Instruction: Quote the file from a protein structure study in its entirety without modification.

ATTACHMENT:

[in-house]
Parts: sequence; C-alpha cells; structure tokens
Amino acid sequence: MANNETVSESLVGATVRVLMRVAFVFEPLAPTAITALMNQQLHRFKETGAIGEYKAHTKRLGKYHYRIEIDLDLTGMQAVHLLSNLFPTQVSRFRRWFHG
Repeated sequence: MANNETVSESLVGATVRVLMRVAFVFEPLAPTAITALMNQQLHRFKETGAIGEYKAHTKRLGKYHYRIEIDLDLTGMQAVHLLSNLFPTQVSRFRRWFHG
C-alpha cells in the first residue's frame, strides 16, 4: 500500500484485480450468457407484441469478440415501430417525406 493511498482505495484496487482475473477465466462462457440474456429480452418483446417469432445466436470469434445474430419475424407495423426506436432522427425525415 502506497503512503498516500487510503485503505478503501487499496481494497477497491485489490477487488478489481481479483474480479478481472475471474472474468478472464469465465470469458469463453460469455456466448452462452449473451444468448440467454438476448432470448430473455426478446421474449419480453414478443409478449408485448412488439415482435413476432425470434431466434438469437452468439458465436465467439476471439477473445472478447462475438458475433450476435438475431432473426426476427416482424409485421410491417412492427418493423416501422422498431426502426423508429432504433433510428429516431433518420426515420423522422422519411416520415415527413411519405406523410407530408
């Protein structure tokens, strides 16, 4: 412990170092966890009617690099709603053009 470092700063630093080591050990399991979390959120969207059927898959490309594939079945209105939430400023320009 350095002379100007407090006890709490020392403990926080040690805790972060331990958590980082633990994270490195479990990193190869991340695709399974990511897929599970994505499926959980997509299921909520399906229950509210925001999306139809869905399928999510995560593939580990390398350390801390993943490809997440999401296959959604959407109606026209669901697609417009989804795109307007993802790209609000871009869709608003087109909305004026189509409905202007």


[in-house]
Parts: sequence; C-alpha cells; structure tokens
Amino acid sequence: MANNETVSESLVGATVRVLMRVAFVFEPLAPTAITALMNQQLHRFKETGAIGEYKAHTKRLGKYHYRIEIDLDLTGMQAVHLLSNLFPTQVSRFRRWFHG
Repeated sequence: MANNETVSESLVGATVRVLMRVAFVFEPLAPTAITALMNQQLHRFKETGAIGEYKAHTKRLGKYHYRIEIDLDLTGMQAVHLLSNLFPTQVSRFRRWFHG
C-alpha cells in the first residue's frame, strides 16, 4: 500500500484485480450468457407484441469478440415501430417525406 493511498482505495484496487482475473477465466462462457440474456429480452418483446417469432445466436470469434445474430419475424407495423426506436432522427425525415 502506497503512503498516500487510503485503505478503501487499496481494497477497491485489490477487488478489481481479483474480479478481472475471474472474468478472464469465465470469458469463453460469455456466448452462452449473451444468448440467454438476448432470448430473455426478446421474449419480453414478443409478449408485448412488439415482435413476432425470434431466434438469437452468439458465436465467439476471439477473445472478447462475438458475433450476435438475431432473426426476427416482424409485421410491417412492427418493423416501422422498431426502426423508429432504433433510428429516431433518420426515420423522422422519411416520415415527413411519405406523410407530408
């Protein structure tokens, strides 16, 4: 412990170092966890009617690099709603053009 470092700063630093080591050990399991979390959120969207059927898959490309594939079945209105939430400023320009 350095002379100007407090006890709490020392403990926080040690805790972060331990958590980082633990994270490195479990990193190869991340695709399974990511897929599970994505499926959980997509299921909520399906229950509210925001999306139809869905399928999510995560593939580990390398350390801390993943490809997440999401296959959604959407109606026209669901697609417009989804795109307007993802790209609000871009869709608003087109909305004026189509409905202007």